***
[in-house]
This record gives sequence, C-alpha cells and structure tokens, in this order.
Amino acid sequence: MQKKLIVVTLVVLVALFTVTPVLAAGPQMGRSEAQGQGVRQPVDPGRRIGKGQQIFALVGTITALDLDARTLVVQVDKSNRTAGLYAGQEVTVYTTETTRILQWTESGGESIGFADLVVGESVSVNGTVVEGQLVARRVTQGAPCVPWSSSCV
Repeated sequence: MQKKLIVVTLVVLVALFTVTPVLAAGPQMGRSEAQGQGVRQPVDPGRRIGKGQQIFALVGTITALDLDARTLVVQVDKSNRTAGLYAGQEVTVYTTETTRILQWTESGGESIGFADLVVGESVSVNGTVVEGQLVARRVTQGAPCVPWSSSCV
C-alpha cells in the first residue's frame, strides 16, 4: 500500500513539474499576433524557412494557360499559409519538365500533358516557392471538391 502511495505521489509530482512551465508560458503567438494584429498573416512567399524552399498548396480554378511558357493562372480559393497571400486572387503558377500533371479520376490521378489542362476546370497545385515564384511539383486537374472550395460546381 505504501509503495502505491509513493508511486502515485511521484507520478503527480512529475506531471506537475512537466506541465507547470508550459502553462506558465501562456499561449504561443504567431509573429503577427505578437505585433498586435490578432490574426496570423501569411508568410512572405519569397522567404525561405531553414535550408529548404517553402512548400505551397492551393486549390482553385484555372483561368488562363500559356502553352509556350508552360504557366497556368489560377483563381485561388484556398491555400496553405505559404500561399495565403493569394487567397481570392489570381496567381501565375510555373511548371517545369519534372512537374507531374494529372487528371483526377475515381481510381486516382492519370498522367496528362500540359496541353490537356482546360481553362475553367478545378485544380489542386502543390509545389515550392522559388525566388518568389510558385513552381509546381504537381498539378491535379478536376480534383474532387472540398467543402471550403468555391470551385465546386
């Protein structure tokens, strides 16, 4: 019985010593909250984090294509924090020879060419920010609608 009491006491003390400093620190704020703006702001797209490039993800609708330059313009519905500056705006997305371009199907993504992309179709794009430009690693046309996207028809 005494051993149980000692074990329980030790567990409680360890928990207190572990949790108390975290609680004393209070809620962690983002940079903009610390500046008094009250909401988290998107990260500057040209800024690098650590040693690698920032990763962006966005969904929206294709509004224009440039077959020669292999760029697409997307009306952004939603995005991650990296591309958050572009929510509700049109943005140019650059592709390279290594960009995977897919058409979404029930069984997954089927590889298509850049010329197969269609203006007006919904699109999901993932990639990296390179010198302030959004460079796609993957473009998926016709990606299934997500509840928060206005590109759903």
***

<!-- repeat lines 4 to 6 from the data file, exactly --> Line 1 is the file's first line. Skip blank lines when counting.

Repeated sequence: MQKKLIVVTLVVLVALFTVTPVLAAGPQMGRSEAQGQGVRQPVDPGRRIGKGQQIFALVGTITALDLDARTLVVQVDKSNRTAGLYAGQEVTVYTTETTRILQWTESGGESIGFADLVVGESVSVNGTVVEGQLVARRVTQGAPCVPWSSSCV
C-alpha cells in the first residue's frame, strides 16, 4: 500500500513539474499576433524557412494557360499559409519538365500533358516557392471538391 502511495505521489509530482512551465508560458503567438494584429498573416512567399524552399498548396480554378511558357493562372480559393497571400486572387503558377500533371479520376490521378489542362476546370497545385515564384511539383486537374472550395460546381 505504501509503495502505491509513493508511486502515485511521484507520478503527480512529475506531471506537475512537466506541465507547470508550459502553462506558465501562456499561449504561443504567431509573429503577427505578437505585433498586435490578432490574426496570423501569411508568410512572405519569397522567404525561405531553414535550408529548404517553402512548400505551397492551393486549390482553385484555372483561368488562363500559356502553352509556350508552360504557366497556368489560377483563381485561388484556398491555400496553405505559404500561399495565403493569394487567397481570392489570381496567381501565375510555373511548371517545369519534372512537374507531374494529372487528371483526377475515381481510381486516382492519370498522367496528362500540359496541353490537356482546360481553362475553367478545378485544380489542386502543390509545389515550392522559388525566388518568389510558385513552381509546381504537381498539378491535379478536376480534383474532387472540398467543402471550403468555391470551385465546386
């Protein structure tokens, strides 16, 4: 019985010593909250984090294509924090020879060419920010609608 009491006491003390400093620190704020703006702001797209490039993800609708330059313009519905500056705006997305371009199907993504992309179709794009430009690693046309996207028809 005494051993149980000692074990329980030790567990409680360890928990207190572990949790108390975290609680004393209070809620962690983002940079903009610390500046008094009250909401988290998107990260500057040209800024690098650590040693690698920032990763962006966005969904929206294709509004224009440039077959020669292999760029697409997307009306952004939603995005991650990296591309958050572009929510509700049109943005140019650059592709390279290594960009995977897919058409979404029930069984997954089927590889298509850049010329197969269609203006007006919904699109999901993932990639990296390179010198302030959004460079796609993957473009998926016709990606299934997500509840928060206005590109759903």